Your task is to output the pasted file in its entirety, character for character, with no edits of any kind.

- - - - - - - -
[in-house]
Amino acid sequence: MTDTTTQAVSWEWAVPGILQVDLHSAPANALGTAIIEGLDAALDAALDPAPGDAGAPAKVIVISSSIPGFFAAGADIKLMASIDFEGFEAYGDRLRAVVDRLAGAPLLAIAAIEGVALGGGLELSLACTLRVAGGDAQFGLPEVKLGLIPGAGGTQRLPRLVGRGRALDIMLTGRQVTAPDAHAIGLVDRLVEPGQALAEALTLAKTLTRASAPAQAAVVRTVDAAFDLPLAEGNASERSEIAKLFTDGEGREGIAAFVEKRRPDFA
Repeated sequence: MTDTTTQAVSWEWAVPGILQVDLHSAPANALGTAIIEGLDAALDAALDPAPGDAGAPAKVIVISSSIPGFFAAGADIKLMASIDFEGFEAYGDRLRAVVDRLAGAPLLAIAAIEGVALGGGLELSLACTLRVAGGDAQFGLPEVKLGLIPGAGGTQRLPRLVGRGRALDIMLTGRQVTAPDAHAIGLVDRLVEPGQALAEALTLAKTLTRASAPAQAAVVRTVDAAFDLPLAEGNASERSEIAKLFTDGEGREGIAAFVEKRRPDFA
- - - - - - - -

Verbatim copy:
[in-house]
Amino acid sequence: MTDTTTQAVSWEWAVPGILQVDLHSAPANALGTAIIEGLDAALDAALDPAPGDAGAPAKVIVISSSIPGFFAAGADIKLMASIDFEGFEAYGDRLRAVVDRLAGAPLLAIAAIEGVALGGGLELSLACTLRVAGGDAQFGLPEVKLGLIPGAGGTQRLPRLVGRGRALDIMLTGRQVTAPDAHAIGLVDRLVEPGQALAEALTLAKTLTRASAPAQAAVVRTVDAAFDLPLAEGNASERSEIAKLFTDGEGREGIAAFVEKRRPDFA
Repeated sequence: MTDTTTQAVSWEWAVPGILQVDLHSAPANALGTAIIEGLDAALDAALDPAPGDAGAPAKVIVISSSIPGFFAAGADIKLMASIDFEGFEAYGDRLRAVVDRLAGAPLLAIAAIEGVALGGGLELSLACTLRVAGGDAQFGLPEVKLGLIPGAGGTQRLPRLVGRGRALDIMLTGRQVTAPDAHAIGLVDRLVEPGQALAEALTLAKTLTRASAPAQAAVVRTVDAAFDLPLAEGNASERSEIAKLFTDGEGREGIAAFVEKRRPDFA